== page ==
Insider Series: Annie Briard

Megan Jenkins Reagh

Cruelly, the very senses with which we know and relate to our lives are contingent. To look out, to touch, and to perceive are abilities so deeply informed by our bodies that it should be impossible to forget we are co-determinate, us and our senses. (Though to begin with, the proposition that a “properly” functioning sense is one that effaces itself is an ableist, capitalist fallacy.) However, the reality remains: I see differently than you see. What now?

This is the question asked by Annie Briard’s years-long interrogation of vision, seeing, sight, and consequent knowing. Through demonstrative and durational installations like the psychedelic Second Sight (2019) or the subtle but incisive Landscape, Cutout (2015), Briard’s practice invites the viewer to reconsider the veracity of their own vision, illustrating with a simple shift of light or hue the mutable processes of seeing. 

In Second Sight, Briard installed a series of projectors which displayed, in overlapping and irregular terms, images and video of Joshua Tree National Park (itself associated with finding a “higher vision”) across the walls of New York’s AC Institute. Briard reconstructed a visual experience, in this case, a trippy road trip through the desert, to draw attention to the ways our vision is mediated — not only by technology, like her projectors, but by our own states of mind. In Landscape, Cutout, the artist subtly shifts the diffusion of light over a landscape to create an uncanny experience of mistrust between the viewer and the object. This denaturalization of vision, of the Real, and the real as we know it, calls into question the fabrics of our knowledge, our experiences, ourselves.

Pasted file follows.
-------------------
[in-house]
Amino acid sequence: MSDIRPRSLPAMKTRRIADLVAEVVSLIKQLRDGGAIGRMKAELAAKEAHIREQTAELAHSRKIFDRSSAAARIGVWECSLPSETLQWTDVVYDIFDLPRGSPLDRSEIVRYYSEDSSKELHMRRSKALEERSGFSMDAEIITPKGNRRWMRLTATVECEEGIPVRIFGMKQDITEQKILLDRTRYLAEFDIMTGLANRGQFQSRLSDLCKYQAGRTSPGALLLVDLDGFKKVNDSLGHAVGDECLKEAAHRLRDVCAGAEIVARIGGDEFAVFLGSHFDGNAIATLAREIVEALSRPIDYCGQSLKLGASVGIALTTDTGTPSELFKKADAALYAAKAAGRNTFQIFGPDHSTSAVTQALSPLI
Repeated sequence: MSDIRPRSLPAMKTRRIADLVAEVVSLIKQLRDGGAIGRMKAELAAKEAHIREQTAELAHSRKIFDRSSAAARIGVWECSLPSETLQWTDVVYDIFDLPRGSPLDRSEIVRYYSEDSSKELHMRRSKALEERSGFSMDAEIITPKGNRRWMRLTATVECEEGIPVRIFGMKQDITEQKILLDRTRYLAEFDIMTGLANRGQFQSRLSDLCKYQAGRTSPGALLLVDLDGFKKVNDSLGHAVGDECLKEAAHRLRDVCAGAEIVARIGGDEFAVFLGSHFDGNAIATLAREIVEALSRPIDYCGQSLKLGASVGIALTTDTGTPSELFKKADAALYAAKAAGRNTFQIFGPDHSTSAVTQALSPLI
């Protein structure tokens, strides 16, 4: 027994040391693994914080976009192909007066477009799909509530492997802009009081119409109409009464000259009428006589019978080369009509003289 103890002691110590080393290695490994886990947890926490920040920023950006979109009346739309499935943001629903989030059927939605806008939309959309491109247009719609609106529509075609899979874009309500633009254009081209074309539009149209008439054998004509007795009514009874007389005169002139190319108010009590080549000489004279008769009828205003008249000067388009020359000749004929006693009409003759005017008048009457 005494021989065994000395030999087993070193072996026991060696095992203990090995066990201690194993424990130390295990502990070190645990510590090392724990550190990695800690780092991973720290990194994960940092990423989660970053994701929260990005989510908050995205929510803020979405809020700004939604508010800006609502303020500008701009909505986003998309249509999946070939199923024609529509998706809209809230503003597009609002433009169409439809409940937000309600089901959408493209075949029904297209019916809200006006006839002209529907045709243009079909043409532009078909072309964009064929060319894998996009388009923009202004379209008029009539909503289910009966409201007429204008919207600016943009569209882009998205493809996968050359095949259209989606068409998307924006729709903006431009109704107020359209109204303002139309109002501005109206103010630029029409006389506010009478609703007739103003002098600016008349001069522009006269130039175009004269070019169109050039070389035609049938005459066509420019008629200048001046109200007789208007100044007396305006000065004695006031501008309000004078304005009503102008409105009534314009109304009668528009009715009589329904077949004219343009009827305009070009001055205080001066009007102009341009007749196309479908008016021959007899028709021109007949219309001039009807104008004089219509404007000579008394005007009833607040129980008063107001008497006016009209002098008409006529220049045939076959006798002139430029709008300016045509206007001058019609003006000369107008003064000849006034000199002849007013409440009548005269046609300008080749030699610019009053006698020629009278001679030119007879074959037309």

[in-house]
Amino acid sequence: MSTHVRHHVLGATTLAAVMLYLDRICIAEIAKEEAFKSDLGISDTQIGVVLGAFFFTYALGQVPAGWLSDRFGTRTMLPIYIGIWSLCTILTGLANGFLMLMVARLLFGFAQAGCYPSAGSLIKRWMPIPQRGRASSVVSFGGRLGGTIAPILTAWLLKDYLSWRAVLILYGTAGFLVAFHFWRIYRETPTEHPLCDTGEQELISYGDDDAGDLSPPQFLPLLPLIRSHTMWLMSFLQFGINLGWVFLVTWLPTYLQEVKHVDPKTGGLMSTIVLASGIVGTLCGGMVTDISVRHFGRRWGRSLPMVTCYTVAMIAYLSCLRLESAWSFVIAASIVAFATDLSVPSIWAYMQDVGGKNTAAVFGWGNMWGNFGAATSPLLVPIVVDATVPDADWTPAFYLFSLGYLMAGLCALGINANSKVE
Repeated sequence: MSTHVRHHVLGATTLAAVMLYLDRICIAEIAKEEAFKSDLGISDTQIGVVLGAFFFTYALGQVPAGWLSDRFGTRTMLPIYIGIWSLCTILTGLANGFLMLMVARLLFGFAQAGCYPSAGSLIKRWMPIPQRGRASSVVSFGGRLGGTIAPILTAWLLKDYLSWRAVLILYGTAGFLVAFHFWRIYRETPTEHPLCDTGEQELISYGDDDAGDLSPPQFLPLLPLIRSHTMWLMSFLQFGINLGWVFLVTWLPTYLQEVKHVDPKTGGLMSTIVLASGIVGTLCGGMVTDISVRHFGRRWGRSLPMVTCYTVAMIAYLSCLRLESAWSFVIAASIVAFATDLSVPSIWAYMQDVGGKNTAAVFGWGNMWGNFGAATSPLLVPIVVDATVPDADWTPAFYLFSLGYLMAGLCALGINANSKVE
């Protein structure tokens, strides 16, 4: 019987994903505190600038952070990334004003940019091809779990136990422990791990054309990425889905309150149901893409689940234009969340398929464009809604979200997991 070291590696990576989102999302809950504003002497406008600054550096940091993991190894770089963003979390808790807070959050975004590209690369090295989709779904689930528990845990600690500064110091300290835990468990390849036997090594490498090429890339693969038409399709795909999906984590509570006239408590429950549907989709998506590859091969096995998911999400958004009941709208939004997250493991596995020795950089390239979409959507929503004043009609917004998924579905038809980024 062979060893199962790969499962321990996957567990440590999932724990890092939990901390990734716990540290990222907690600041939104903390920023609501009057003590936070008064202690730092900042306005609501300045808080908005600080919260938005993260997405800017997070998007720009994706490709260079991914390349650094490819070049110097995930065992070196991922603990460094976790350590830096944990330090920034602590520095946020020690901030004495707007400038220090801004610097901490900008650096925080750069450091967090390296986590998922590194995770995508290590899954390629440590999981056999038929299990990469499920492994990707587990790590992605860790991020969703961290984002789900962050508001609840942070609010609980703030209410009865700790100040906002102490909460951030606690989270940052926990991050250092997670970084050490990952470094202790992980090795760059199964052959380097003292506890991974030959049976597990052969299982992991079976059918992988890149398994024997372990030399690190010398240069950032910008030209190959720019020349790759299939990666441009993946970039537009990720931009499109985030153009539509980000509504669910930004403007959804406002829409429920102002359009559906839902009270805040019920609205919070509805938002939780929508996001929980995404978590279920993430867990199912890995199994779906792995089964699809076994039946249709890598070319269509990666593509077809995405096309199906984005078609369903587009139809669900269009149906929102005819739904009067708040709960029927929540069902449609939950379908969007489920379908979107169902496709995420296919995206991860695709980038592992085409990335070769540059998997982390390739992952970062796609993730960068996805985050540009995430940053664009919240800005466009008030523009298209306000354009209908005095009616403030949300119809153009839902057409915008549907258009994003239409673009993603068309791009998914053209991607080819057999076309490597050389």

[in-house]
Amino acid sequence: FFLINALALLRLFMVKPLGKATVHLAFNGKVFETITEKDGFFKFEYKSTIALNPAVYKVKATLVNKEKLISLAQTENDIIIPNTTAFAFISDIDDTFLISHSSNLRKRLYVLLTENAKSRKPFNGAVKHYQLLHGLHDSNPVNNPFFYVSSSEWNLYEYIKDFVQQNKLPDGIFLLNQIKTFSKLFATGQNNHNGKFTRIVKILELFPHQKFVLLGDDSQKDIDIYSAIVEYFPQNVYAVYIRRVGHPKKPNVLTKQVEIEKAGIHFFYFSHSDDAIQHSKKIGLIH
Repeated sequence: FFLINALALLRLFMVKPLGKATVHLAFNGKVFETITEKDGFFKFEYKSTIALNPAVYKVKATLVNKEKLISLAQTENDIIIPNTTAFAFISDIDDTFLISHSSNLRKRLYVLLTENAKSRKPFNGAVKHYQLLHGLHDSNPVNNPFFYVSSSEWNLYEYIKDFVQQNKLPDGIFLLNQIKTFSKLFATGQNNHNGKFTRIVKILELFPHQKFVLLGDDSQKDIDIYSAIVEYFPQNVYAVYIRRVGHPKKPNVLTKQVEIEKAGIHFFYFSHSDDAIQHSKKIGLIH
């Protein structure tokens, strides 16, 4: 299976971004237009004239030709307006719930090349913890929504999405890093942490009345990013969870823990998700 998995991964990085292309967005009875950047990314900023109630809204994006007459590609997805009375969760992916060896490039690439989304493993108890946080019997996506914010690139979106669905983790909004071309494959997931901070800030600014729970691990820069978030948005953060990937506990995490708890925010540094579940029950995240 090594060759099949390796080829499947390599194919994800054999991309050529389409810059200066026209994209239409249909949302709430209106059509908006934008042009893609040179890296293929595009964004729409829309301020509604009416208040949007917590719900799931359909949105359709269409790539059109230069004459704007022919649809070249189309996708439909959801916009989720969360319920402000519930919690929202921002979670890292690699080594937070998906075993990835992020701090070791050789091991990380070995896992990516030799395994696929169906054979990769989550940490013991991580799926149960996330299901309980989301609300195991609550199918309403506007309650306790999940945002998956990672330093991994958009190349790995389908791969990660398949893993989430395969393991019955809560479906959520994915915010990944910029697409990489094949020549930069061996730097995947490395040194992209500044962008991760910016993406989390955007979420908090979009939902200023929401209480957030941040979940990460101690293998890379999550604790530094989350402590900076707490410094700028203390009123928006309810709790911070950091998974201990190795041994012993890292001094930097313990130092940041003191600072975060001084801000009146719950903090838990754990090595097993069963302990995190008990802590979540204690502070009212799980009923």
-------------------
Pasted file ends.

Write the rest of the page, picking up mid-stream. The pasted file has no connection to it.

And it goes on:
It’s apt for Briard to conduct these experiments in the desert; what could make a better testing site than the sublime? Joshua Tree, in its inalienable expanse, seems uniquely qualified to posit context for our individual experiences and to reflect our sensorial experiences back to us simultaneously. Normally, Briard is the first to partake in the rituals of communing with nature, capturing the materials used in her works on multi-day trips in the backcountry. 

But this year, the acts of making (and viewing) art must be very different. Necessity remains the harbinger of innovation, and as such, with her residency at BAF, Briard has set about carrying on with these interrogations of vision largely within the gallery space. 

Among these planned interventions: experiments in inducing viewers’ affect by simulating the presence of the sun and moon. This concept feels grimly fitting as, during the pandemic, our access to nature has been vastly restricted—recall that in the spring, provincial parks were closed, and in the summer, neighbourhood parks became unsafely crowded. So Briard simulates the most salient points of these celestial bodies to draw out that old, familiar affect: the warm light of a “sun” on closed eyelids, or the moon’s red shift as conjured by a triad of 80-slide carousel projectors. For a viewer leaning into a moment of suspended disbelief, it might feel a lot like the real thing. 

Briard’s use of technology, old and new, to trouble the trust we have in our own vision seems especially cheeky in this pursuit of inducing affective responses (is not the manipulation of another’s senses the decisive blow when questioning their accuracy?). It feels a bit sad, I said to Briard during our November Zoom call, to feel unable to trust the very instruments which guide us through the world. But as in Second Sight, Briard pointed out, it’s all about perspective: like using night vision, infrared, or prisms, those things long familiar to us become strange, new vessels of potential. Like double vision, our senses multiply; a challenge to the way we see only invites openness to new ways of seeing.

Annie Briard’s upcoming show, created in the BAF residency program, will open on January 15th.